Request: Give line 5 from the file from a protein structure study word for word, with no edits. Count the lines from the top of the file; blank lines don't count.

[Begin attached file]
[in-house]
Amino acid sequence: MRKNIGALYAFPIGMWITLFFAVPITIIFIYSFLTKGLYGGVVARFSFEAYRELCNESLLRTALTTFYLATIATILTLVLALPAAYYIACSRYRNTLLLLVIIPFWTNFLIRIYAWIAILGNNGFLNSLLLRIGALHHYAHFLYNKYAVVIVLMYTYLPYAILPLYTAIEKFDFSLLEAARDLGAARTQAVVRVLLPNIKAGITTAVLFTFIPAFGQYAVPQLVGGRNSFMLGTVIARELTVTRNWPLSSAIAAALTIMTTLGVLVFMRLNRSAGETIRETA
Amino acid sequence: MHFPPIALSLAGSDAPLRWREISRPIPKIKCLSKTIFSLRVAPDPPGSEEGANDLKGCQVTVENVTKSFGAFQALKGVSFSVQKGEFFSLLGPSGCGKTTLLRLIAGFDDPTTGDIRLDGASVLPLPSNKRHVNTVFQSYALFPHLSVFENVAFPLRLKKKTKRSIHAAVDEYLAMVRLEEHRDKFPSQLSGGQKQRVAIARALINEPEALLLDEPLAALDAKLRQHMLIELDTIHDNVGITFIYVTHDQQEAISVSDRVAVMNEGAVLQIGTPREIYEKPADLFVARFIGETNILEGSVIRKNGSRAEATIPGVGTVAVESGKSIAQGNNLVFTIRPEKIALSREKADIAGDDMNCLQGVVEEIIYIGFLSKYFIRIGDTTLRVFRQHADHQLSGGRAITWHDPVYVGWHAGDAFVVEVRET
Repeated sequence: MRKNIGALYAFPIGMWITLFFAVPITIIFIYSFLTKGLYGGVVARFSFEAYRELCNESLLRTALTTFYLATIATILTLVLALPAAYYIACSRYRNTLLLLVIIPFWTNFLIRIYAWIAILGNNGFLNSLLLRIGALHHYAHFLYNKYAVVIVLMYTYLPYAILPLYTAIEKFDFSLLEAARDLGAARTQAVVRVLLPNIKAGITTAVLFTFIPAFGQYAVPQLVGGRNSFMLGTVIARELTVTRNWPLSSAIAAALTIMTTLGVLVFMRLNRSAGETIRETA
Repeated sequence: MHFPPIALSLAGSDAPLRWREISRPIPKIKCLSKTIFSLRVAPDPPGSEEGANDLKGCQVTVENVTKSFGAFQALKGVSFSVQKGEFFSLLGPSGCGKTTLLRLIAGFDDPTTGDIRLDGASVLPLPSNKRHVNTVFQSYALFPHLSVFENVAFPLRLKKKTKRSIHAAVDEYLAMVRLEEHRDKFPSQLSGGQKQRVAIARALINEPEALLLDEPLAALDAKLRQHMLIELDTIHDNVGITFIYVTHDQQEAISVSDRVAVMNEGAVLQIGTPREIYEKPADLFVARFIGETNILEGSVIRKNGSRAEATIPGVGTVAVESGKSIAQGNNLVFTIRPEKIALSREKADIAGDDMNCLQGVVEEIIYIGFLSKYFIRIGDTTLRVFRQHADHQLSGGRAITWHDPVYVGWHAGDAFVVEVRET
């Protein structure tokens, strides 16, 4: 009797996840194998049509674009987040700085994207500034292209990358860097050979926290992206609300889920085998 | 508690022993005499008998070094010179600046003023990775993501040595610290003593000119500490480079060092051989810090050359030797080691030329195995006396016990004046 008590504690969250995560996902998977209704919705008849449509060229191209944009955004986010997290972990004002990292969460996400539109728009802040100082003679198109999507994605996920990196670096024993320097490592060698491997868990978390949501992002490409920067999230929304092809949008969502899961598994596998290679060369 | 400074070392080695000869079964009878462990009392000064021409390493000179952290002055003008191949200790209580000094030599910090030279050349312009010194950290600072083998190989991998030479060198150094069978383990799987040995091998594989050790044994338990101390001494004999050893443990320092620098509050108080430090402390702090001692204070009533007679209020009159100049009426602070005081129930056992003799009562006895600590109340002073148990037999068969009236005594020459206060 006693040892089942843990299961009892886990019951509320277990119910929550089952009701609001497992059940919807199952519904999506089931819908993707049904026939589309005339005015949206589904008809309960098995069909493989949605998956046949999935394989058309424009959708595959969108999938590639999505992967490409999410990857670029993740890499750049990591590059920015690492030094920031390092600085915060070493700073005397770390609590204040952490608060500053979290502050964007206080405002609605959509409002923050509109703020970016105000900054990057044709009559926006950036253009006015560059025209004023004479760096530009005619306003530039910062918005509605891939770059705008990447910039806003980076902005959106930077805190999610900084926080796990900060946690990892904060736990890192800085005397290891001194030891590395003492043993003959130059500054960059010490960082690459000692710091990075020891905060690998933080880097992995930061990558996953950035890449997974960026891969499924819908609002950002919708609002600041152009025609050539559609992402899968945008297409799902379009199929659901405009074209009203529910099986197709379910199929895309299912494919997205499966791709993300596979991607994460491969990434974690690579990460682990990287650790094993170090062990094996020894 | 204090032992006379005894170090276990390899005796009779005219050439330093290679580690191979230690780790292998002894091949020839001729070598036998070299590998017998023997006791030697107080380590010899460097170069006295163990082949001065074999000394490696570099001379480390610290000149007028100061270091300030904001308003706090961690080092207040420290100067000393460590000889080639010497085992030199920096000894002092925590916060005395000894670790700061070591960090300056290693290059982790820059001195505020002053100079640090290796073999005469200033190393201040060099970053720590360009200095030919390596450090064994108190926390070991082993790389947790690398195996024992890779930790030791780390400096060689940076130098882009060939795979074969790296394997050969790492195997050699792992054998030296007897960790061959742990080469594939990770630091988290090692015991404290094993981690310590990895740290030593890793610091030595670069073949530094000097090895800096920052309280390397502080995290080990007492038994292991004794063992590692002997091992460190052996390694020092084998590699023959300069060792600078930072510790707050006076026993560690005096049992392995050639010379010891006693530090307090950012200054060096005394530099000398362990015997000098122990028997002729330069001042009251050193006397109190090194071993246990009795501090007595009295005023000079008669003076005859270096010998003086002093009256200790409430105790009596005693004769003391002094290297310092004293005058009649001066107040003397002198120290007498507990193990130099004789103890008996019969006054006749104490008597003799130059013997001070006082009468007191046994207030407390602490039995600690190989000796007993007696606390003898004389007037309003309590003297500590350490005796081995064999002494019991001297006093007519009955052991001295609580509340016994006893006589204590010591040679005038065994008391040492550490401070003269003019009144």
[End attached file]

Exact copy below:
Repeated sequence: MHFPPIALSLAGSDAPLRWREISRPIPKIKCLSKTIFSLRVAPDPPGSEEGANDLKGCQVTVENVTKSFGAFQALKGVSFSVQKGEFFSLLGPSGCGKTTLLRLIAGFDDPTTGDIRLDGASVLPLPSNKRHVNTVFQSYALFPHLSVFENVAFPLRLKKKTKRSIHAAVDEYLAMVRLEEHRDKFPSQLSGGQKQRVAIARALINEPEALLLDEPLAALDAKLRQHMLIELDTIHDNVGITFIYVTHDQQEAISVSDRVAVMNEGAVLQIGTPREIYEKPADLFVARFIGETNILEGSVIRKNGSRAEATIPGVGTVAVESGKSIAQGNNLVFTIRPEKIALSREKADIAGDDMNCLQGVVEEIIYIGFLSKYFIRIGDTTLRVFRQHADHQLSGGRAITWHDPVYVGWHAGDAFVVEVRET